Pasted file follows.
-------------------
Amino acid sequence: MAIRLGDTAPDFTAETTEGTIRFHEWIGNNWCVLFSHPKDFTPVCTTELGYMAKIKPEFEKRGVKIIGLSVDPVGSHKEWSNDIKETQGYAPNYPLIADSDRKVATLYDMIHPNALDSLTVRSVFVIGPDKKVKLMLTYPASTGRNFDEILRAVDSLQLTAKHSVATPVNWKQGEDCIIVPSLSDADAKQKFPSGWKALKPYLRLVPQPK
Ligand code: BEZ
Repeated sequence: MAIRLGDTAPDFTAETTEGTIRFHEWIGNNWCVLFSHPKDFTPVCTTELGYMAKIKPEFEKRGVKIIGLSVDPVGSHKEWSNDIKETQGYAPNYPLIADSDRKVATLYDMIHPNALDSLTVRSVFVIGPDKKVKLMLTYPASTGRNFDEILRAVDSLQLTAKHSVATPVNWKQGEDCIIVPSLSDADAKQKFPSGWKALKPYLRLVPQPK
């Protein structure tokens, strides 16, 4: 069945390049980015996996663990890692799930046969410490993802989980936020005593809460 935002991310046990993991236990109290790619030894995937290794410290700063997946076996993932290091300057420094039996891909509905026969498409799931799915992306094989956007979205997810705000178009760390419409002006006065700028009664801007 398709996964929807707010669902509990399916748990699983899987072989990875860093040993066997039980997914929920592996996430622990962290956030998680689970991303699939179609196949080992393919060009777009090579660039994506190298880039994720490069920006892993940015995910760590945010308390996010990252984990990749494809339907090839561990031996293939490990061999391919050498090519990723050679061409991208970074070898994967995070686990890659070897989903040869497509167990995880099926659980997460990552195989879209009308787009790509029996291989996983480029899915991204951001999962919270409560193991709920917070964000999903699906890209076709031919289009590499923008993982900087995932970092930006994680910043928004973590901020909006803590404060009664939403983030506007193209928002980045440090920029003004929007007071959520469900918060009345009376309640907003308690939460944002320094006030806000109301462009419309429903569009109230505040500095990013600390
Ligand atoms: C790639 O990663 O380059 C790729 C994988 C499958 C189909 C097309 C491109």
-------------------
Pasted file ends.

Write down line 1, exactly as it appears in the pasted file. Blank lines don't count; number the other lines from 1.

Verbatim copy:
Amino acid sequence: MAIRLGDTAPDFTAETTEGTIRFHEWIGNNWCVLFSHPKDFTPVCTTELGYMAKIKPEFEKRGVKIIGLSVDPVGSHKEWSNDIKETQGYAPNYPLIADSDRKVATLYDMIHPNALDSLTVRSVFVIGPDKKVKLMLTYPASTGRNFDEILRAVDSLQLTAKHSVATPVNWKQGEDCIIVPSLSDADAKQKFPSGWKALKPYLRLVPQPK